The province announced Wednesday it will be submitting a case they’ve been compiling to fight the $7.4-billion Kinder Morgan Trans Mountain Pipeline Expansion to the highest court in B.C.
The case hopes to untangle whether the province actually has the right to restrict diluted bitumen shipments on its coast, based on environmental grounds. It’s a case that hopes to answer the constitutional question that’s at the root of the current Alberta and B.C. pipeline deadlock.
“In consultation with our lawyers, the government is now in a position to advise that British Columbia will be filing our reference case in the B.C. Court of Appeal within 10 working days, by April 30, 2018,” said Attorney General David Eby in a statement.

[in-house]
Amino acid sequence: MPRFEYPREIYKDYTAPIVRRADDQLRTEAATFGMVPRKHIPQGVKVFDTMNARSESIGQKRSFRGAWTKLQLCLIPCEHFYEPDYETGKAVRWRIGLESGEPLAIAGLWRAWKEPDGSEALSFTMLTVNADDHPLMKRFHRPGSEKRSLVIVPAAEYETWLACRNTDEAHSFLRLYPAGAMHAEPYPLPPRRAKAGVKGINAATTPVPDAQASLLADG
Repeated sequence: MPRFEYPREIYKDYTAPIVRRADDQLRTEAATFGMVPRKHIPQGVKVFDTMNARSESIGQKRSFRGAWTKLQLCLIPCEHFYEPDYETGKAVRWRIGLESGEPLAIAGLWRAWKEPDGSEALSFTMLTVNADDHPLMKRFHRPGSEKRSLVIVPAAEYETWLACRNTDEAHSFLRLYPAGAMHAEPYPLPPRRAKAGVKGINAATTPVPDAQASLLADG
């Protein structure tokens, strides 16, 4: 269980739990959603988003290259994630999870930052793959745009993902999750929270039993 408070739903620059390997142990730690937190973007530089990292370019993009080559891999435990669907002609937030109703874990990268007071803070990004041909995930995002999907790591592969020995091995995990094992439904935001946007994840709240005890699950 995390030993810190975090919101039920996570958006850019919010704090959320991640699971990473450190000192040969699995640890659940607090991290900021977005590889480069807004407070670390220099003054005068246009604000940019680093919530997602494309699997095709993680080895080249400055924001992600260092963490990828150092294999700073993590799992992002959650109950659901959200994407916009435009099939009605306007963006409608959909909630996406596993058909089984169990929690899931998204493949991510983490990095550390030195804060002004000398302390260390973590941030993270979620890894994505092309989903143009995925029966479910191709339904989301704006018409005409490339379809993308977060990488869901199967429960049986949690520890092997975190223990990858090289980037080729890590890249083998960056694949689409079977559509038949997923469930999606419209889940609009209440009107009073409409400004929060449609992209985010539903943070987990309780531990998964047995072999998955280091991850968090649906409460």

Earlier this month, Kinder Morgan said enough’s enough. The company announced it would be halting non essential spending on its operations until May 31st. By that date, the company says it needs a clear vision of what the pipeline looks like moving forward.
And although Trudeau, B.C. Premier John Horgan and Alberta Premier Rachel Notley met in Ottawa on Sunday to go over the topic, not much has changed.
“The B.C. Court of Appeal is the highest court to which the province can refer questions of this nature under B.C.’s Constitutional Question Act,” said Eby in the release.
According to Eby, notice of the reference has been given to the federal government. Before anything gets going, the reference has to first be approved by cabinet.
The results of the case could have wide ranging impacts. It could decide if B.C. does in fact have the constitutional validity to protect their coasts, and in effect, the future of the pipeline project.
The case’s hearing date and time will be scheduled in court.
With files from The Canadian Press